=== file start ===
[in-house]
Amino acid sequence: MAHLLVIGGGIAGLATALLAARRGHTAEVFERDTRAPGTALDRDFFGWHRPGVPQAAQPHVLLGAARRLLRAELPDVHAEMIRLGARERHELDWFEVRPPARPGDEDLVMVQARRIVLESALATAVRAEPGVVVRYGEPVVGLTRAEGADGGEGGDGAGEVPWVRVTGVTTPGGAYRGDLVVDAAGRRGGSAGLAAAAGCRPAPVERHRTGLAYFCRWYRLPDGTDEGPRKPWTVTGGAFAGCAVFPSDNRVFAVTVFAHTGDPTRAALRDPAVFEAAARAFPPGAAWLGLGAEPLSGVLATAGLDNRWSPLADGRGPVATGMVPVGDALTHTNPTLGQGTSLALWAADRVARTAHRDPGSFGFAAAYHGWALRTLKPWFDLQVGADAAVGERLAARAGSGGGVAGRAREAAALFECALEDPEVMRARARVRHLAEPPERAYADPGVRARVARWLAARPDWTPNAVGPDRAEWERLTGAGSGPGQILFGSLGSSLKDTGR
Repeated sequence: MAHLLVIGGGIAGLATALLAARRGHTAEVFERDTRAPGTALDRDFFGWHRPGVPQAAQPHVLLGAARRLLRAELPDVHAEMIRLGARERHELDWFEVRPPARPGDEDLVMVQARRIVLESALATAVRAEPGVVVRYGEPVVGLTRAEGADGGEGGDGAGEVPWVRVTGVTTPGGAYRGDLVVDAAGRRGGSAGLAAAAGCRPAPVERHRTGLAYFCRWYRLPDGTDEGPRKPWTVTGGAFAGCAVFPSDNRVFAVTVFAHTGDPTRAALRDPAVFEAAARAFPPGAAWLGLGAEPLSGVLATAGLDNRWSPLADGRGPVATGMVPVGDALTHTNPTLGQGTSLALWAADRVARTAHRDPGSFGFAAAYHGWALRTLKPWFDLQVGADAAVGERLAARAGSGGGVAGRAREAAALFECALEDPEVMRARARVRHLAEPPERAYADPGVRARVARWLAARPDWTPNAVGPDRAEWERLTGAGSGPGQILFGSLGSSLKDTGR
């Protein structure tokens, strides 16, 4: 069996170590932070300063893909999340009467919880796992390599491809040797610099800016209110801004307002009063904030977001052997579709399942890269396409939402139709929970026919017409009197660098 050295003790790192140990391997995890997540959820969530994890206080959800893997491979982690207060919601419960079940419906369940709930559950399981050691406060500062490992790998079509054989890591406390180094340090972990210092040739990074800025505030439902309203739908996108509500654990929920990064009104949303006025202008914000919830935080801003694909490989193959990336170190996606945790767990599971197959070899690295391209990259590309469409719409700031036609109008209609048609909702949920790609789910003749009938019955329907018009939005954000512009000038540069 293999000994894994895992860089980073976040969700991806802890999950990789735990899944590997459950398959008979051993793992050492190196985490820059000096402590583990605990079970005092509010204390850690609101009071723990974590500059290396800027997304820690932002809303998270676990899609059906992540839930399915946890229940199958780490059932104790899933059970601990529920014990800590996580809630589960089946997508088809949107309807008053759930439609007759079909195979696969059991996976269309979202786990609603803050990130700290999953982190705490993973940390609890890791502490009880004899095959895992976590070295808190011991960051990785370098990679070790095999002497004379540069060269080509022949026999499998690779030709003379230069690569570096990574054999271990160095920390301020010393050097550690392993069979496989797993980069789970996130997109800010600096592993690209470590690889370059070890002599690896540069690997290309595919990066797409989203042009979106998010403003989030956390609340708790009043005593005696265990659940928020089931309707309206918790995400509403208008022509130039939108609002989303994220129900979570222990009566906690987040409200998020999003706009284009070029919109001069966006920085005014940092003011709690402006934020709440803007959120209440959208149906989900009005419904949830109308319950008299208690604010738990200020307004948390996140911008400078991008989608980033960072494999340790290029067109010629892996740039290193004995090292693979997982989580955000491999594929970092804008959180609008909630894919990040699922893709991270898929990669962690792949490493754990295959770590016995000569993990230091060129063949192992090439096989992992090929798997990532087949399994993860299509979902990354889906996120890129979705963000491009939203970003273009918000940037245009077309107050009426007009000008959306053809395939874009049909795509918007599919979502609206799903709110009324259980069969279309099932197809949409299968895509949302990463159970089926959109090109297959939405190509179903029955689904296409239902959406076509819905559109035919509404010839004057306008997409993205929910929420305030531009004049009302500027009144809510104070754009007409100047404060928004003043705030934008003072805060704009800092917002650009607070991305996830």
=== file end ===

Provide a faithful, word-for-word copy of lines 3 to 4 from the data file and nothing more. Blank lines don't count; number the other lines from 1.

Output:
Repeated sequence: MAHLLVIGGGIAGLATALLAARRGHTAEVFERDTRAPGTALDRDFFGWHRPGVPQAAQPHVLLGAARRLLRAELPDVHAEMIRLGARERHELDWFEVRPPARPGDEDLVMVQARRIVLESALATAVRAEPGVVVRYGEPVVGLTRAEGADGGEGGDGAGEVPWVRVTGVTTPGGAYRGDLVVDAAGRRGGSAGLAAAAGCRPAPVERHRTGLAYFCRWYRLPDGTDEGPRKPWTVTGGAFAGCAVFPSDNRVFAVTVFAHTGDPTRAALRDPAVFEAAARAFPPGAAWLGLGAEPLSGVLATAGLDNRWSPLADGRGPVATGMVPVGDALTHTNPTLGQGTSLALWAADRVARTAHRDPGSFGFAAAYHGWALRTLKPWFDLQVGADAAVGERLAARAGSGGGVAGRAREAAALFECALEDPEVMRARARVRHLAEPPERAYADPGVRARVARWLAARPDWTPNAVGPDRAEWERLTGAGSGPGQILFGSLGSSLKDTGR
């Protein structure tokens, strides 16, 4: 069996170590932070300063893909999340009467919880796992390599491809040797610099800016209110801004307002009063904030977001052997579709399942890269396409939402139709929970026919017409009197660098 050295003790790192140990391997995890997540959820969530994890206080959800893997491979982690207060919601419960079940419906369940709930559950399981050691406060500062490992790998079509054989890591406390180094340090972990210092040739990074800025505030439902309203739908996108509500654990929920990064009104949303006025202008914000919830935080801003694909490989193959990336170190996606945790767990599971197959070899690295391209990259590309469409719409700031036609109008209609048609909702949920790609789910003749009938019955329907018009939005954000512009000038540069 293999000994894994895992860089980073976040969700991806802890999950990789735990899944590997459950398959008979051993793992050492190196985490820059000096402590583990605990079970005092509010204390850690609101009071723990974590500059290396800027997304820690932002809303998270676990899609059906992540839930399915946890229940199958780490059932104790899933059970601990529920014990800590996580809630589960089946997508088809949107309807008053759930439609007759079909195979696969059991996976269309979202786990609603803050990130700290999953982190705490993973940390609890890791502490009880004899095959895992976590070295808190011991960051990785370098990679070790095999002497004379540069060269080509022949026999499998690779030709003379230069690569570096990574054999271990160095920390301020010393050097550690392993069979496989797993980069789970996130997109800010600096592993690209470590690889370059070890002599690896540069690997290309595919990066797409989203042009979106998010403003989030956390609340708790009043005593005696265990659940928020089931309707309206918790995400509403208008022509130039939108609002989303994220129900979570222990009566906690987040409200998020999003706009284009070029919109001069966006920085005014940092003011709690402006934020709440803007959120209440959208149906989900009005419904949830109308319950008299208690604010738990200020307004948390996140911008400078991008989608980033960072494999340790290029067109010629892996740039290193004995090292693979997982989580955000491999594929970092804008959180609008909630894919990040699922893709991270898929990669962690792949490493754990295959770590016995000569993990230091060129063949192992090439096989992992090929798997990532087949399994993860299509979902990354889906996120890129979705963000491009939203970003273009918000940037245009077309107050009426007009000008959306053809395939874009049909795509918007599919979502609206799903709110009324259980069969279309099932197809949409299968895509949302990463159970089926959109090109297959939405190509179903029955689904296409239902959406076509819905559109035919509404010839004057306008997409993205929910929420305030531009004049009302500027009144809510104070754009007409100047404060928004003043705030934008003072805060704009800092917002650009607070991305996830």